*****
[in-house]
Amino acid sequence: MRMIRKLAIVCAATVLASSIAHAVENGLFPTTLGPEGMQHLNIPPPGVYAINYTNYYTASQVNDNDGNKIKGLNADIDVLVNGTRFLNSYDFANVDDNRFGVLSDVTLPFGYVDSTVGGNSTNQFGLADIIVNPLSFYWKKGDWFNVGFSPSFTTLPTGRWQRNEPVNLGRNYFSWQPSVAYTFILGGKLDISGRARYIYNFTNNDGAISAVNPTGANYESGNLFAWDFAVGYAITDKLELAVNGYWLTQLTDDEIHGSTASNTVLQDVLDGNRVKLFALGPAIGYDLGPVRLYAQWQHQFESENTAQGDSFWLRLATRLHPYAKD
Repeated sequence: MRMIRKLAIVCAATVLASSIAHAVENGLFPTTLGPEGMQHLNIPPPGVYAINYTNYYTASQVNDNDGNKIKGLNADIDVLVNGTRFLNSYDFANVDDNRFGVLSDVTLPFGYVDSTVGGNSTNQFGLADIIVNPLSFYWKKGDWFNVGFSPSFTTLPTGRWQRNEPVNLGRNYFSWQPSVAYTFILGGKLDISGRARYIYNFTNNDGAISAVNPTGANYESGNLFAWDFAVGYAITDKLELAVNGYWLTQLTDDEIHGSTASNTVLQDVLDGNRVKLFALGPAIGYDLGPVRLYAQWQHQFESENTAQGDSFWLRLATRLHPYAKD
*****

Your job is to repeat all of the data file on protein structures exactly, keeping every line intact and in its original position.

[in-house]
Amino acid sequence: MRMIRKLAIVCAATVLASSIAHAVENGLFPTTLGPEGMQHLNIPPPGVYAINYTNYYTASQVNDNDGNKIKGLNADIDVLVNGTRFLNSYDFANVDDNRFGVLSDVTLPFGYVDSTVGGNSTNQFGLADIIVNPLSFYWKKGDWFNVGFSPSFTTLPTGRWQRNEPVNLGRNYFSWQPSVAYTFILGGKLDISGRARYIYNFTNNDGAISAVNPTGANYESGNLFAWDFAVGYAITDKLELAVNGYWLTQLTDDEIHGSTASNTVLQDVLDGNRVKLFALGPAIGYDLGPVRLYAQWQHQFESENTAQGDSFWLRLATRLHPYAKD
Repeated sequence: MRMIRKLAIVCAATVLASSIAHAVENGLFPTTLGPEGMQHLNIPPPGVYAINYTNYYTASQVNDNDGNKIKGLNADIDVLVNGTRFLNSYDFANVDDNRFGVLSDVTLPFGYVDSTVGGNSTNQFGLADIIVNPLSFYWKKGDWFNVGFSPSFTTLPTGRWQRNEPVNLGRNYFSWQPSVAYTFILGGKLDISGRARYIYNFTNNDGAISAVNPTGANYESGNLFAWDFAVGYAITDKLELAVNGYWLTQLTDDEIHGSTASNTVLQDVLDGNRVKLFALGPAIGYDLGPVRLYAQWQHQFESENTAQGDSFWLRLATRLHPYAKD